UK websites affected new ‘cookies law’
Major reforms to website design in the UK mean that businesses operating sites must change the way they track users from now on and receive ‘implied consent’ from those that don’t mind the site recording their online movements through “cookies”.
Experts believe many UK-based sites will not be ready for the law, but the ICO is targeting those not obeying the directive, with fines up to £500,000 being proposed for those who flout the law.
Unsurprisingly, confusion reigns over proceedings, and according to Rob Rachwald, Director of Security Strategy at online experts Imperva, the law is a good way of teaching consumers about how websites track them but is too vague to have much effect.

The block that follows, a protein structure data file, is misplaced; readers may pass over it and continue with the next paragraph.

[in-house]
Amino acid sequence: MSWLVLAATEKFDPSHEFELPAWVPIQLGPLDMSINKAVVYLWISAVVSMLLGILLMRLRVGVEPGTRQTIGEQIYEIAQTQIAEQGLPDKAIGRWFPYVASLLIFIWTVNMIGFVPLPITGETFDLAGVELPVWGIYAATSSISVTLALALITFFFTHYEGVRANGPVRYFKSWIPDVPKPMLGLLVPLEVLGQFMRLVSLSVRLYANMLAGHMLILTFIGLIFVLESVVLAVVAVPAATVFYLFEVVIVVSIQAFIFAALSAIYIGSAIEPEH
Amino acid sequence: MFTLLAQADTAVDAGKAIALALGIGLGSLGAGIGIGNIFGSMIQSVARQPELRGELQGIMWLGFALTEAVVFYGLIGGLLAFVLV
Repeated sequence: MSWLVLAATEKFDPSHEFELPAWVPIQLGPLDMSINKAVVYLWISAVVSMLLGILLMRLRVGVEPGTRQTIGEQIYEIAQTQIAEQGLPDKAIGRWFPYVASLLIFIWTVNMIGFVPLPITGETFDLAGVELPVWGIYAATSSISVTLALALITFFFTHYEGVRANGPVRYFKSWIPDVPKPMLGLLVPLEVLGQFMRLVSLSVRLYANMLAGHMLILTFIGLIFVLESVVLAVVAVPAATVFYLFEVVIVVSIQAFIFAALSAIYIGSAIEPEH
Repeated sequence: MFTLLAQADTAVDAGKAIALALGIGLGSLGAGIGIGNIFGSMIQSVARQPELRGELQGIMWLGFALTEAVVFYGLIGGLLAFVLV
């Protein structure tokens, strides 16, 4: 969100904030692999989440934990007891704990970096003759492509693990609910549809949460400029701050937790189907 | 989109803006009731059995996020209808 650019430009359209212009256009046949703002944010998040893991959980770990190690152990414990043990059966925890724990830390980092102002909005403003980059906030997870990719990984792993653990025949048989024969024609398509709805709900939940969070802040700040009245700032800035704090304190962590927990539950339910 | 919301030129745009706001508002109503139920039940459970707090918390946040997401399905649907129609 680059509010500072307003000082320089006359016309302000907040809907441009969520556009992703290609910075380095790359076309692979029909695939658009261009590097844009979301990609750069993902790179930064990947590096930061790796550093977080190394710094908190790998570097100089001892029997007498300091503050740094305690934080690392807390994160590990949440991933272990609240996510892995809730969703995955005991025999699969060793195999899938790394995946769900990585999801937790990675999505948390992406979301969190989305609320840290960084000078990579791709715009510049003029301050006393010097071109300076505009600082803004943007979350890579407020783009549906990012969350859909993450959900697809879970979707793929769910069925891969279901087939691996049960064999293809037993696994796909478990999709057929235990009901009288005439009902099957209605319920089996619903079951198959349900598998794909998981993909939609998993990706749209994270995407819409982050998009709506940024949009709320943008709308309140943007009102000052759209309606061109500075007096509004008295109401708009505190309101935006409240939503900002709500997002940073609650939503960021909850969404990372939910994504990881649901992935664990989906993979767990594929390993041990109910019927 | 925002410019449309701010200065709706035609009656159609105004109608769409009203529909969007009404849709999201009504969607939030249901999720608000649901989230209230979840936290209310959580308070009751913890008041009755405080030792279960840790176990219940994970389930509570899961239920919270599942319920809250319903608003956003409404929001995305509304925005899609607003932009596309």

“Websites and internet technology have become so complex that it is impossible for a typical consumer to understand the implications of a simple click,” said Rachwald.
“This law will hopefully help people understand that cookies are the keys to personal information and present a threat if exploited, stolen, altered, harvested or hijacked.”
This week, Dave Evans, Group Manager for the ICO, told the BBC he believed that businesses have had long enough to prepare themselves for the new legislation, which was first mooted a year ago.
“Given that everyone has had a year [to comply], we’re going to shift from that kind of approach to one which will be very much more focused on those people who don’t appear to have done anything and asking them ‘why not?” he added.
If you run a website, the ICO has encouraged you to swot up on what you need to do before the cookie law gains some teeth. For advice, speak to our experts today.